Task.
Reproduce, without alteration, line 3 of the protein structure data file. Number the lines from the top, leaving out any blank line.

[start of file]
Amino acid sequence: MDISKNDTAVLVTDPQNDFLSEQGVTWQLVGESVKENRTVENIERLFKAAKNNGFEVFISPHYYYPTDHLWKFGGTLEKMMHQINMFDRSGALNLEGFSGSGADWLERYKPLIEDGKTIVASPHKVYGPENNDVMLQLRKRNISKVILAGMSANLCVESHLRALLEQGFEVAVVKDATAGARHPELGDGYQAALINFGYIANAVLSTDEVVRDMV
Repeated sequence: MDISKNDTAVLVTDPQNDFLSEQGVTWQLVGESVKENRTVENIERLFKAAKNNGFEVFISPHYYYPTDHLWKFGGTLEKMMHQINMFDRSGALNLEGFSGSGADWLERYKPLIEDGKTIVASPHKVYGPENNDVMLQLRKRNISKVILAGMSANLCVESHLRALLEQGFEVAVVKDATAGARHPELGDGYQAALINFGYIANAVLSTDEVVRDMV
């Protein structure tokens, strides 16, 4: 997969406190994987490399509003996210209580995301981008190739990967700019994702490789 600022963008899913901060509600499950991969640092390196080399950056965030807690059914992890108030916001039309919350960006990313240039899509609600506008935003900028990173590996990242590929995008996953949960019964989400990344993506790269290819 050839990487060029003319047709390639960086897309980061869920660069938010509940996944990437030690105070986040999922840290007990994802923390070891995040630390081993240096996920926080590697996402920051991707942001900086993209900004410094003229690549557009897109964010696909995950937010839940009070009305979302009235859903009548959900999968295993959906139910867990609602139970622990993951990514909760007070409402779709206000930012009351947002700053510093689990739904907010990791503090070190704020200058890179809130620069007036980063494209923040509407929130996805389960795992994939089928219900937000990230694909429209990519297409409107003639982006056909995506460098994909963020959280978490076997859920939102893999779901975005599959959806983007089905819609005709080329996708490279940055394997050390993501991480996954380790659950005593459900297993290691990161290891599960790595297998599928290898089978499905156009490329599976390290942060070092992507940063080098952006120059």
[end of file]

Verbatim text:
């Protein structure tokens, strides 16, 4: 997969406190994987490399509003996210209580995301981008190739990967700019994702490789 600022963008899913901060509600499950991969640092390196080399950056965030807690059914992890108030916001039309919350960006990313240039899509609600506008935003900028990173590996990242590929995008996953949960019964989400990344993506790269290819 050839990487060029003319047709390639960086897309980061869920660069938010509940996944990437030690105070986040999922840290007990994802923390070891995040630390081993240096996920926080590697996402920051991707942001900086993209900004410094003229690549557009897109964010696909995950937010839940009070009305979302009235859903009548959900999968295993959906139910867990609602139970622990993951990514909760007070409402779709206000930012009351947002700053510093689990739904907010990791503090070190704020200058890179809130620069007036980063494209923040509407929130996805389960795992994939089928219900937000990230694909429209990519297409409107003639982006056909995506460098994909963020959280978490076997859920939102893999779901975005599959959806983007089905819609005709080329996708490279940055394997050390993501991480996954380790659950005593459900297993290691990161290891599960790595297998599928290898089978499905156009490329599976390290942060070092992507940063080098952006120059």